Famed Confederate Generals Robert E. Lee and Stonewall Jackson bring off an against-all-odds surprise victory, humiliating a Yankee force three times the size of their own, while the Northern army is torn by rivalries, anti-immigrant prejudice and selfish ambition.This historically accurate epic captures the high drama, human complexity and existential threat that nearly tore the United States in two, featuring a broad range of fascinating--and real--characters, in blue and gray, who sum to an untold story about a battle that has attained mythic proportions. And, in the end, the Confederate triumph proved a Pyrrhic victory, since it lured Lee to embark on what would become the war's turning point--the Gettysburg Campaign (featured in Cain At Gettysburg).

A Savage War: A Military History of the Civil War


Williamson Murray - 2016
    It combined the projection of military might across a continent on a scale never before seen with an unprecedented mass mobilization of peoples. Yet despite the revolutionizing aspects of the Civil War, its leaders faced the same uncertainties and vagaries of chance that have vexed combatants since the days of Thucydides and the Peloponnesian War. "A Savage War" sheds critical new light on this defining chapter in military history.In a masterful narrative that propels readers from the first shots fired at Fort Sumter to the surrender of Robert E. Lee's army at Appomattox, Williamson Murray and Wayne Wei-siang Hsieh bring every aspect of the battlefield vividly to life. They show how this new way of waging war was made possible by the powerful historical forces unleashed by the Industrial Revolution and the French Revolution, yet how the war was far from being simply a story of the triumph of superior machines. Despite the Union's material superiority, a Union victory remained in doubt for most of the war. Murray and Hsieh paint indelible portraits of Abraham Lincoln, Ulysses S. Grant, William Tecumseh Sherman, and other major figures whose leadership, judgment, and personal character played such decisive roles in the fate of a nation. They also examine how the Army of the Potomac, the Army of Northern Virginia, and the other major armies developed entirely different cultures that influenced the war's outcome.A military history of breathtaking sweep and scope, "A Savage War" reveals how the Civil War ushered in the age of modern warfare.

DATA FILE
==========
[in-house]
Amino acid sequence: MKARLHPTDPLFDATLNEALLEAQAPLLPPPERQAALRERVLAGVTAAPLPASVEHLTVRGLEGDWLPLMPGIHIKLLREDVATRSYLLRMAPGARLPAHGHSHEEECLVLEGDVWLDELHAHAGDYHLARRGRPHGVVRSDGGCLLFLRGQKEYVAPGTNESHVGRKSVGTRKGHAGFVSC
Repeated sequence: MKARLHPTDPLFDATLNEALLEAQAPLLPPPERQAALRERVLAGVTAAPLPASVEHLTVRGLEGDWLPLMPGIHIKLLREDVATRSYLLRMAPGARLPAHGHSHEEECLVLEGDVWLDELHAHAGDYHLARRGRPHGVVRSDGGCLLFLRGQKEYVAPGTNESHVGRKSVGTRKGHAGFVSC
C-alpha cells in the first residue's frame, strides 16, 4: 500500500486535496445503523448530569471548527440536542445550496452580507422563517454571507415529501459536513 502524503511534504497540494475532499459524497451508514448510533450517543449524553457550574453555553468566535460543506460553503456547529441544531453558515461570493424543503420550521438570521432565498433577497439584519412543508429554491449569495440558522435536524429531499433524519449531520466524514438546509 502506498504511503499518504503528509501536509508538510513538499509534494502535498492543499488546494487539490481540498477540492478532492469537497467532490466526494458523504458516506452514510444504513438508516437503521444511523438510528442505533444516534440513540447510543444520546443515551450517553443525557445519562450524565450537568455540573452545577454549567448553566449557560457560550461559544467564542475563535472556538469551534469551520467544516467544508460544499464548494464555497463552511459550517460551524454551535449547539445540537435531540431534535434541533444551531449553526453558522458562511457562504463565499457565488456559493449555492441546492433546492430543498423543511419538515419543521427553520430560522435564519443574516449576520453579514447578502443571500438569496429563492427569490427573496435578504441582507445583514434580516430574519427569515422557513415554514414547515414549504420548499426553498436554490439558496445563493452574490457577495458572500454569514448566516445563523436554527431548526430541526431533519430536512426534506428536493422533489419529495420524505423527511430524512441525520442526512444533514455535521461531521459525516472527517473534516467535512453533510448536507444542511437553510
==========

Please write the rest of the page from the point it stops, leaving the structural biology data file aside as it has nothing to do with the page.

Stonewall Jackson: A Biography


Donald A. Davis - 2007
    Lee, Stonewall Jackson assumed his nickname during the Battle of Bull Run in the Civil War. It is said that The Army of Northern Virginia never fully recovered from the loss of Stonewall's leadership when he was accidentally shot by one of his own men and died in 1863. Davis highlights Stonewall Jackson as a general who emphasized the importance of reliable information and early preparedness (he so believed in information that he had a personal mapmaker with him at all times) and details Jackson's many lessons in strategy and leadership.

Allegiance: Fort Sumter, Charleston, and the Beginning of the Civil War


David Detzer - 2001
     The six-month-long agony that began with Lincoln's election in November sputtered from one crisis to the next, and finally exploded as the soldiers at Sumter neared starvation. With little help from Washington, D.C., Major Robert Anderson, a soldier whose experience had taught him above all that war is the poorest form of policy, almost single-handedly forestalled the beginning of the war until he finally had no choice but to fight. Skillfully re-created from a decade of extensive research, Allegiance exposes the passions that led to the fighting, the sober reflections of the man who restrained its outbreak, and the individuals on both sides who changed American history forever.